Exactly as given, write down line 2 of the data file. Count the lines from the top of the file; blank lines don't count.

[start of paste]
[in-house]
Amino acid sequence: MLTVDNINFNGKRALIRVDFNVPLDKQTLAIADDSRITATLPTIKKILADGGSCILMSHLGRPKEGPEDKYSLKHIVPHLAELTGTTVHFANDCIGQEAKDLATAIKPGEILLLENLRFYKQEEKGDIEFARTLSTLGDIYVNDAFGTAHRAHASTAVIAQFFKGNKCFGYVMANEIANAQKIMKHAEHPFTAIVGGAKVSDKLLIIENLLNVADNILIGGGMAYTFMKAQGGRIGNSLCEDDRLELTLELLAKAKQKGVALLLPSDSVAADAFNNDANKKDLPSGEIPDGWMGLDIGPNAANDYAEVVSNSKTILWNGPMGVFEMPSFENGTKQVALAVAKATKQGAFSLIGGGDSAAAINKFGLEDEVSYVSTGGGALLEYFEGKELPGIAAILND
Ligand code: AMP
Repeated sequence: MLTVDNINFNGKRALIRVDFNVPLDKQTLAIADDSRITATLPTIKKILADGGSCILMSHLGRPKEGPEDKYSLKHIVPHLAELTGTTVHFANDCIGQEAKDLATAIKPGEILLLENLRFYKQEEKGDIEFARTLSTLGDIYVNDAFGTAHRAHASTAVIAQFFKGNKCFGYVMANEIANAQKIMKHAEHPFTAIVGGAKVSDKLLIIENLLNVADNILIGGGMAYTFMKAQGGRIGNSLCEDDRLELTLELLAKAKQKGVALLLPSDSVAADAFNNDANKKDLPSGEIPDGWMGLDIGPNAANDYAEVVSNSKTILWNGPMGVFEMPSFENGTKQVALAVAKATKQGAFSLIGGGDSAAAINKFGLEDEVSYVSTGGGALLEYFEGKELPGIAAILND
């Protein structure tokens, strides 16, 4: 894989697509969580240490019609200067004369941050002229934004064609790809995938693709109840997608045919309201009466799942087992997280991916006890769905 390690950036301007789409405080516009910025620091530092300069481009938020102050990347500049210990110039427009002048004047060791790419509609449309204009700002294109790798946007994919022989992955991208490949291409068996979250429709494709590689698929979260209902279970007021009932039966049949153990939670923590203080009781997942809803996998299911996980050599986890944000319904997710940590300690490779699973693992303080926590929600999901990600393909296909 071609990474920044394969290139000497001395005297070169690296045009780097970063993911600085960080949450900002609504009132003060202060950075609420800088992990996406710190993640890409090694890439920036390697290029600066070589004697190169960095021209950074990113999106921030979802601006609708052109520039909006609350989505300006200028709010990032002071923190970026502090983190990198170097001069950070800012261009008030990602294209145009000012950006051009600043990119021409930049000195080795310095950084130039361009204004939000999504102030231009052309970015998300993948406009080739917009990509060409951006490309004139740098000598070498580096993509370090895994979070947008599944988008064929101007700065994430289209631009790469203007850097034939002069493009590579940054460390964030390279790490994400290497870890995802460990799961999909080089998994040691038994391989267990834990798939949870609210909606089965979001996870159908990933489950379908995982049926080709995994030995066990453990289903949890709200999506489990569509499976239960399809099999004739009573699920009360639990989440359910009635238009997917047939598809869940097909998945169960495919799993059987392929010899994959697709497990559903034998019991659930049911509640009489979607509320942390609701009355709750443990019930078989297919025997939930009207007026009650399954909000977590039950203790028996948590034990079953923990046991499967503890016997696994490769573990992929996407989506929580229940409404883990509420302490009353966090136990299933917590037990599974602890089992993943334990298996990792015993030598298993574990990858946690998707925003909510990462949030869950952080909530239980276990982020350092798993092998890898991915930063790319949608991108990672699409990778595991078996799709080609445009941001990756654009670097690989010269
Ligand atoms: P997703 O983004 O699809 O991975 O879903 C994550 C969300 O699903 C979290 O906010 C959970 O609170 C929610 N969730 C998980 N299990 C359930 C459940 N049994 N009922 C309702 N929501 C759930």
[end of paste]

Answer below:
Amino acid sequence: MLTVDNINFNGKRALIRVDFNVPLDKQTLAIADDSRITATLPTIKKILADGGSCILMSHLGRPKEGPEDKYSLKHIVPHLAELTGTTVHFANDCIGQEAKDLATAIKPGEILLLENLRFYKQEEKGDIEFARTLSTLGDIYVNDAFGTAHRAHASTAVIAQFFKGNKCFGYVMANEIANAQKIMKHAEHPFTAIVGGAKVSDKLLIIENLLNVADNILIGGGMAYTFMKAQGGRIGNSLCEDDRLELTLELLAKAKQKGVALLLPSDSVAADAFNNDANKKDLPSGEIPDGWMGLDIGPNAANDYAEVVSNSKTILWNGPMGVFEMPSFENGTKQVALAVAKATKQGAFSLIGGGDSAAAINKFGLEDEVSYVSTGGGALLEYFEGKELPGIAAILND